Format our cells based on the Due Date AND the task Status
In this section, we're going to extend our conditional formatting rule so that cells with past dates will only be formatted in red if the related task is still outstanding.
To do this, we need to edit the rule we created in the previous section (rather than creating a new rule). To do this, follow these steps:
Select the cells you want to format (i.e. the cells we formatted in the previous section)
Click the Conditional Formatting button and choose Manage Rules. The Conditional Formatting Rules Manager will appear:
Select the rule that needs to be edited, then click the Edit Rule ... button. As you'll see from the picture below, this looks like a version of the rule we created earlier, albeit with more information:
At this point, we need to change our formatting rule to incorporate both of our criteria. Unfortunately, the Less Than rule we chose earlier will not longer work for us since it can't handle multiple criteria. Instead, we'll change the Rule Type to Use a formula to determine which cells to format. When you do this, the rule description will change, as shown here:
You may also notice that I've already entered the formula we need:
Here's how this formula works:
The AND function looks at the two arguments inside the brackets and checks that both of them are true. If they are, then the AND function returns TRUE, the criteria for the rule are met and the formatting will be applied. If one or both of them are not true, then AND returns FALSE instead and the formatting is not applied. You can learn more about the AND function and its companion, the OR function, in our lesson Using logical operators and functions in Excel.
The first argument in the AND function is D5<>"Done". This checks the Status value in column D to see if it is set to Done. If it isn't, this argument is TRUE. Note that this part of the formula uses relative references. When evaluating the status in row 5 (the first row in our table), Excel will look in D5. When evaluating row 6, Excel will look in D6, and so on. It's worth noting that I could have written the formula as D5="Open", to check if the status was set to Open. However, my projects usually have a number of status values that can be applied while a task is being worked on (Open, Pending, Waiting, Deferred) but only one status when it is done.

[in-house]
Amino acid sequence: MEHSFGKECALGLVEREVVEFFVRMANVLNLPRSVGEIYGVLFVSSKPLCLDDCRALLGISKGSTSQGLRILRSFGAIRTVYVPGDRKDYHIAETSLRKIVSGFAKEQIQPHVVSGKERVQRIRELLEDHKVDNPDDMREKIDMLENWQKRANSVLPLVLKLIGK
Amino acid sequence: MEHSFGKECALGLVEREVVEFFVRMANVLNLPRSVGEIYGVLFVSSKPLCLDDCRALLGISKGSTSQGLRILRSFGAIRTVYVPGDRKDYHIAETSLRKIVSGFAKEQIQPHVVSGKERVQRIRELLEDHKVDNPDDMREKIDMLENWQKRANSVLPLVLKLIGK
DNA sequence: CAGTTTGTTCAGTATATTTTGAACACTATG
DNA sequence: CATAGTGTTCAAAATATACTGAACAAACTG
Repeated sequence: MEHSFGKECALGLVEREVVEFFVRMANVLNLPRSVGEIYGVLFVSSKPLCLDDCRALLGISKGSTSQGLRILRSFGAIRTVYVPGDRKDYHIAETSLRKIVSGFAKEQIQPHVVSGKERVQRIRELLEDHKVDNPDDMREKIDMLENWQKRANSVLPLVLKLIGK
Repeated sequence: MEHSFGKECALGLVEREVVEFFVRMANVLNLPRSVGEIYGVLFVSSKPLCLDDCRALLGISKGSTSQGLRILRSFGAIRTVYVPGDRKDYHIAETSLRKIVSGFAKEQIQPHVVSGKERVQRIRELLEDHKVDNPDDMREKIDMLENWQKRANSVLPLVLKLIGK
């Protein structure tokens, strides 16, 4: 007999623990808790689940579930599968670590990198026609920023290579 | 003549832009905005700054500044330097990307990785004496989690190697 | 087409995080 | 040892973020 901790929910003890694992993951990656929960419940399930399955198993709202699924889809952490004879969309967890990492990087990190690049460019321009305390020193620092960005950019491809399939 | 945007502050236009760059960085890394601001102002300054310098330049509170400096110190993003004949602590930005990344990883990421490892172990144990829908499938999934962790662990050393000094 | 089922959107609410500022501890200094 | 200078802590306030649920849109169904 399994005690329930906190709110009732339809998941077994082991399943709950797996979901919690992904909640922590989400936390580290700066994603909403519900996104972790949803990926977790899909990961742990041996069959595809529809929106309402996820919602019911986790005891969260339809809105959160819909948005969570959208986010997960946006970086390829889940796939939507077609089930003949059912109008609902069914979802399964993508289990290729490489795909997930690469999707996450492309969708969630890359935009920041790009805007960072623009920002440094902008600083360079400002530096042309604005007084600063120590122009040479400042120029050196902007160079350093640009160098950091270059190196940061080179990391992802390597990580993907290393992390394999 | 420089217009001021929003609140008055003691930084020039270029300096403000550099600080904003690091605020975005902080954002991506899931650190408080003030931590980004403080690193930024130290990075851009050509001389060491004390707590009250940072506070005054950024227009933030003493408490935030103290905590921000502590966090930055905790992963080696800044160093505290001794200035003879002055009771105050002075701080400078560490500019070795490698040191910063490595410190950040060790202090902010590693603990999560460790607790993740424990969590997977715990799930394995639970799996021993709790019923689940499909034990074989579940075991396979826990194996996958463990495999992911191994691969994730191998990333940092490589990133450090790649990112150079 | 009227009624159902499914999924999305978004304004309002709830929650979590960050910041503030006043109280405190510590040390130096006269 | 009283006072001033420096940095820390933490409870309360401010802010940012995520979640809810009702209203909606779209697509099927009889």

The second argument in the AND function is C5<TODAY(). This is an alternative version of the rule we created in the first section - it simply looks at the value in the Due Date column to see if it is less than today's date. If it is, this argument returns TRUE.
Once you have completed writing your formula, you can click OK to return to the Rules Manager, which now looks like this:
Finally, you can click OK to see the results of this formula on the cells we selected. As you can see, the only row where our red formatting has been applied is row 7, where the Due Date is in the past, and the Status is Open rather than Done:
Conditional Formatting Lesson Summary
In this lesson we looked at how to create a conditional formatting rule that formats a cell containing a date if that date was prior today. We also looked at how to extend our conditional formatting rule to include criteria based on cells other than the cell that is to be formatted. In this example we only wanted to apply the formatting if the Status column was not set to Done, indicating that the task was overdue.
Conditional Formatting is a very powerful feature of Excel which can be used in a number of different ways to format cells and data automatically based on both simple and complex criteria. For another example of conditional formatting in action, check out our lesson Shade alternate rows in an Excel spreadsheet on a Mac. Even if you don't use Excel on a Mac, you'll recognise the same elements of Conditional Formatting rules, and will be able to apply the same concepts in Excel for Windows. It's also worth noting that Google Spreadsheets also support a Conditional Formatting feature; the formula I used in this example can be copied and pasted into Google's Conditional Formatting rules to achieve the same result.